Constitution Party candidate bases political policy on Bible
Gregory Thompson supports religion in the public sphere.
Sep. 26, 2008
Gregory Thompson was a superintendent of various schools until he was fired for his beliefs, he said.
Thompson, the Constitution Party's candidate for governor, was serving as superintendent of the Humansville School District when he had a federal lawsuit filed against him for promoting his religious beliefs in the public school.
Thompson said his background as a superintendent would help him as governor.
"I have been given leadership roles all my life," Thompson said. "I have handled multimillion dollar budgets and run a staff."
Thompson posted the Ten Commandments in school and allowed a prayer during a Veteran's Day program. He also kept a Bible, a praying hands statuette and a cross in his office.
When Thompson would not remove any acknowledgement of God, the school board fired him, according to the party's Web site.
Thompson cited the founding fathers and his faith as reasons not to comply.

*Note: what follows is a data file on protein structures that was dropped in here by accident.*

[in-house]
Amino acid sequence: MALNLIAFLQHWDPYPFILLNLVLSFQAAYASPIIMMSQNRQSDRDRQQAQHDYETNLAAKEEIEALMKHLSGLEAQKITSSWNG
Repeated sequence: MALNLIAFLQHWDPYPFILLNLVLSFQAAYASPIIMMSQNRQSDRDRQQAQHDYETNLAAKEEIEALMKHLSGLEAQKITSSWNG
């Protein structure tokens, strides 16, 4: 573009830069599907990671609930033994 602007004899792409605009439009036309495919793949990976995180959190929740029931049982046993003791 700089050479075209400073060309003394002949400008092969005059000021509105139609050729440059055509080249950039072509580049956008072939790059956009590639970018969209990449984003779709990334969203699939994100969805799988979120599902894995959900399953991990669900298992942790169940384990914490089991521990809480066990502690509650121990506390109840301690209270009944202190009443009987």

He became an ordained minister in 2005. As part of his platform, Thompson said religion needs to be brought back to the public.
"I have seen God being taken out of the country and I have seen the damage this is doing to our kids and families," Thompson said.
As governor, Thompson said he would not compromise God's principles.
He said Missouri does not need another politician in office.
"Missouri needs a statesman who serves the people," Thompson said.
As a member of the Constitution Party, Thompson said he would not be controlled by his party as other candidates might be.
"My opponents will be controlled by their parties and rhetoric," Thompson said.